With everything Spring gets right, it missteps at the end by running a second or two too long. It must end with Louise torn between love and her confusing biochemistry, and does so. Perhaps Benson and Moorhead couldn’t quite trust the audience with the material, and so decided to make Louise’s choice explicit. Ending just the tiniest bit sooner would have strengthened the movie. Fortunately, it harms none of what came before, and provides the movie with some closure. Spring might lack perfection, but like the season it titles itself after, brims with promise.
It’s the not knowing that causes the most pain. This is why it takes so long to accept that our missing loved ones might be dead. It’s been seven years since the disappearance of Tricia’s (Courtney Bell) husband Daniel, an event she finally has decided to accept, and she prepares to declare him dead in absentia. Her sister Callie (Katie Parker), a former addict, appears at her Glendale home and stays with her as they file Daniel’s death certificate and seek a new home for Tricia. Tricia suffers nightmares. Her doctor interprets them as stress and guilt.
One morning Callie jogs. In a tunnel she meets Walter Lambert (Doug Jones), gaunt from hunger and surprised that she can see him. Walter begs her to contact his son. She runs away but returns with food. The tunnel is empty. Later, Callie discovers a pile of metal objects on Tricia’s doorstep and assumes Walter left them. She places them at the tunnel entrance, where a man depositing a trash bag in the same location warns her not to leave them. When Callie investigates later, she learns that Walter was declared dead in absentia several years ago, and that his son claims he was taken away by monsters.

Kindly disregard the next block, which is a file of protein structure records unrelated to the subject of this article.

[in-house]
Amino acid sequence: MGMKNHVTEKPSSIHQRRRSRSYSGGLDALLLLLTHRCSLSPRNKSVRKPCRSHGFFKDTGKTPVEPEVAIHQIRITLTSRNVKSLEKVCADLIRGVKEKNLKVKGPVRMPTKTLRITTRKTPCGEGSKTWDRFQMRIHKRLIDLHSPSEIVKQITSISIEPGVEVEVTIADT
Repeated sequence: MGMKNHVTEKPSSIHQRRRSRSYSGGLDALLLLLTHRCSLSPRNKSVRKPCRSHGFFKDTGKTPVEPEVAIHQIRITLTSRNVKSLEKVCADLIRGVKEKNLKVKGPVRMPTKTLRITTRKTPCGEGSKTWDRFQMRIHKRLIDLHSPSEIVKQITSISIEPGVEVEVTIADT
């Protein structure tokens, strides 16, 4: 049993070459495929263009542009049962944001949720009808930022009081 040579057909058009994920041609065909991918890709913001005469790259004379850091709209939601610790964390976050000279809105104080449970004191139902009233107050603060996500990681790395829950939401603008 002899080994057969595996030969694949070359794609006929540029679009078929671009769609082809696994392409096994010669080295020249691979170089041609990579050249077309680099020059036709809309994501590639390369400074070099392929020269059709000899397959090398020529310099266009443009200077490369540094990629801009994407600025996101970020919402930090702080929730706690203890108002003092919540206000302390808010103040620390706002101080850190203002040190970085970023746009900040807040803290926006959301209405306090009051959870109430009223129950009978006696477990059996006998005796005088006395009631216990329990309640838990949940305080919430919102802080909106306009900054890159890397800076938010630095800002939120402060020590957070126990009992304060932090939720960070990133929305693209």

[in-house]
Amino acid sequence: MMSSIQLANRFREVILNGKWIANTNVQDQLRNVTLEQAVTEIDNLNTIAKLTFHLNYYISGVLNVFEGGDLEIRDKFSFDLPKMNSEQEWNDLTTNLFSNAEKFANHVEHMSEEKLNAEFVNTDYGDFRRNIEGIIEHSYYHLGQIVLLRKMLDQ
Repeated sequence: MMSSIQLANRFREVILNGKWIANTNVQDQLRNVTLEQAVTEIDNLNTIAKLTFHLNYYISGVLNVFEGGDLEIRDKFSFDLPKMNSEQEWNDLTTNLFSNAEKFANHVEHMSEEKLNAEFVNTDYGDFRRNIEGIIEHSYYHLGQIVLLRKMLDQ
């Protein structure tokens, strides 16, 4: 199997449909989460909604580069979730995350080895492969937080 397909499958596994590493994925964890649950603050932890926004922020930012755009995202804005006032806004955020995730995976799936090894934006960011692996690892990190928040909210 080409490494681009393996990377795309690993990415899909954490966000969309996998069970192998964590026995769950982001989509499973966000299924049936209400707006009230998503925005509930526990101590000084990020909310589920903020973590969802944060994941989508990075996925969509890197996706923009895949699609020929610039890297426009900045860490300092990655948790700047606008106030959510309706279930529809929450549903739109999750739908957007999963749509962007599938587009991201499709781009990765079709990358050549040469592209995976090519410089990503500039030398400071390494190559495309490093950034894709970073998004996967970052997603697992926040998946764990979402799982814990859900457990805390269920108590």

The objects show up in Callie’s bed. Detective Ryan Mallory (Dave Levine) arrives when Callie calls the police and chastises her and Tricia for keeping their door unlocked. (It turns out that Mallory and Tricia have begun a relationship). Anxious, Callie relapses into drug use as Tricia finally signs Daniel’s death certificate. As she prepares to enjoy a date with Mallory, Daniel appears in front of their apartment. Bloody, barefoot, and severely malnourished, he tells them that he has been “underneath,” and expresses terror at the mouth of the tunnel near Tricia’s house.
Writer and director Mike Flanagan keeps Absentia’s premise small, but its scale allows the movie incredible tension as it progresses. It helps that he initially avoids shooting the picture as a horror movie, opting instead for natural lighting and a drab color palate. He extends this naturalism to his actors, who strive for an ordinariness that borders on routine. Parker especially is good as Callie; she is not Kathy from The Monster, but someone whose life was overtaken by addiction and is now trying to get better. One could almost mistake Absentia for an adaptation of a Raymond Carver story as viewed by Dogma 95 hangers-on, especially during the first scenes when Tricia and Callie reunite. Such things catch Absentia’s audience off guard. Better still, Flanagan only turns up the horror atmosphere by degrees, even when the first dreams frighten Tricia; like a frog in a pot slowly boiling, the characters do not realize what kind of picture they are in until late in the movie.
Absentia surprises, too, by incorporating elements of Lovecraftian cosmic horror. For a movie that maintains its focus on quiet, emotional elements, the inclusion of something supernatural might seem out of place. But Flanagan incorporates all of these elements into a well-constructed tale, and never loses sight of his characters.
I’m at the point in this story where I am screaming, “What the f*ck am I doing?! I am putting my name on this piece of sh*t!”